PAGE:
Getting under the skin of clinical inertia in insulin initiation

The translating research into action for diabetes (TRIAD) insulin starts project

Neda Ratanawongsa, Jesse C. Crosson, Dean Schillinger, Andrew J. Karter, Chandan Saha, David Marrero

Research output: Contribution to journalArticle

39 Citations (Scopus)

Abstract

Purpose The purpose of this cross-sectional study is to explore primary care providers' (PCPs) perceptions about barriers to initiating insulin among patients. Studies suggest that many patients with poorly controlled type 2 diabetes do not receive insulin initiation by PCPs. Methods As part of the Translating Research Into Action for Diabetes study, the authors conducted structured interviews in health systems in Indiana, New Jersey, and California, asking PCPs about the importance of insulin initiation and factors affecting this decision. The authors calculated proportions choosing each multiple-choice response option and listed the most frequently offered open-ended response categories. Results Among 83 PCPs, 45% were women; 60% were white; and they averaged 13.4 years in practice. Four-fifths of PCPs endorsed guideline-concordant glycemic targets, but 54% individualized targets based on patient age, life expectancy, medical comorbidities, self-management capacity, and willingness. Most (64%) reported that many patients were resistant to new oral or insulin therapies due to fears about the therapy and what it meant about their disease progression. Two-thirds (64%) cited patient resistance as a barrier to insulin initiation, and 43% cited problems with patient self-management, including cognitive or mental health issues, dexterity, or ability to adhere. Eighty percent felt that patient nonadherence would dissuade them from initiating insulin at least some of the time. Conclusions PCPs perceived that patient resistance and poor self-management skills were significant barriers to initiating insulin. Future studies should investigate whether systems-level interventions to improve patient-provider communication about insulin and enhance providers' perceptions of patient self-management capacity can increase guideline-concordant, patient-centered insulin initiation.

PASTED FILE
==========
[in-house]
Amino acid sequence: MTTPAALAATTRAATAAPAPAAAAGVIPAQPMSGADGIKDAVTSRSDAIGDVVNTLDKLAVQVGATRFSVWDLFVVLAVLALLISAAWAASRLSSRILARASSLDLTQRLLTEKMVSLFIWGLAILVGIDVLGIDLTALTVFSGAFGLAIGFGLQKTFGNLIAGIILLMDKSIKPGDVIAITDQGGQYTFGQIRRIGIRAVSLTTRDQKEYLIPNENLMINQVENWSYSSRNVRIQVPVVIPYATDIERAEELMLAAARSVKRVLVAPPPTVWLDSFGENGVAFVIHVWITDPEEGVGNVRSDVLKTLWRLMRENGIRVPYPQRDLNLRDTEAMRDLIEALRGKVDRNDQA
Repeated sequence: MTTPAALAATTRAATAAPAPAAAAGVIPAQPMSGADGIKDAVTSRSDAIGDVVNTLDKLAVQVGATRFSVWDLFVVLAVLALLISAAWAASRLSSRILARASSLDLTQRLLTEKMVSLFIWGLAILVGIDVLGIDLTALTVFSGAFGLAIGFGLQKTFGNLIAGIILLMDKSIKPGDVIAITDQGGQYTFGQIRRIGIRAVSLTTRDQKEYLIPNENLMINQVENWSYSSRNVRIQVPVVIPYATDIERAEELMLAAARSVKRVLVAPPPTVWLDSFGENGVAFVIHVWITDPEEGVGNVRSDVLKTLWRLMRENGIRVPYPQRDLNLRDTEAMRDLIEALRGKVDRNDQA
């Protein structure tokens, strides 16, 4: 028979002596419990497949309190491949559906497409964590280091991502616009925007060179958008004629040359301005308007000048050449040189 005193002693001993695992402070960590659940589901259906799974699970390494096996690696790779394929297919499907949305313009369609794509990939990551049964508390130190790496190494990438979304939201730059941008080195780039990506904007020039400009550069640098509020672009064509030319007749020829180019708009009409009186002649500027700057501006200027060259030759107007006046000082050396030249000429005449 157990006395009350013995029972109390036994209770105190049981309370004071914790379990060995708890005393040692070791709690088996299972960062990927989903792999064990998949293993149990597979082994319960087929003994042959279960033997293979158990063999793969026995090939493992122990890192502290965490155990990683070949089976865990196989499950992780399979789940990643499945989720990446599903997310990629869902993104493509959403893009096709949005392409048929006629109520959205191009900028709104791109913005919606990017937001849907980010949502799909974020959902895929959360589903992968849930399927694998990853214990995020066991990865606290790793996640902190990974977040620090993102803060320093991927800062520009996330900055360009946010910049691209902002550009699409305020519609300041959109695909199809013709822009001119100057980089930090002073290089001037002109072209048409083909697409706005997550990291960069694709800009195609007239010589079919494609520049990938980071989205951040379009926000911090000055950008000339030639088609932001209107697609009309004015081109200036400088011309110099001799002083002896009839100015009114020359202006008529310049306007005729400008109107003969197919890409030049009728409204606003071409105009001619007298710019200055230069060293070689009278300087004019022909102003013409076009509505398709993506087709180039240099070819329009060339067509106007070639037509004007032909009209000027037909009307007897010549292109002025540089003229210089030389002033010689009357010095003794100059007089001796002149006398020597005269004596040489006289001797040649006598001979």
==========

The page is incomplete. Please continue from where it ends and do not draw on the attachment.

Original languageEnglish (US)
Pages (from-to)94-100
Number of pages7
JournalDiabetes Educator
Volume38
Issue number1
DOIs
StatePublished - Jan 2012

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Insulin
Primary Health Care
Research
Self Care
Guidelines
Peptide Initiation Factors
Aptitude
Patient Compliance
Life Expectancy
Type 2 Diabetes Mellitus
Fear
Disease Progression
Comorbidity
Mental Health
Cross-Sectional Studies
Communication
Interviews
Health
Therapeutics

ASJC Scopus subject areas

  • Endocrinology, Diabetes and Metabolism
  • Health Professions (miscellaneous)

Cite this

Getting under the skin of clinical inertia in insulin initiation : The translating research into action for diabetes (TRIAD) insulin starts project. / Ratanawongsa, Neda; Crosson, Jesse C.; Schillinger, Dean; Karter, Andrew J.; Saha, Chandan; Marrero, David.

In: Diabetes Educator, Vol. 38, No. 1, 01.2012, p. 94-100.

Research output: Contribution to journalArticle

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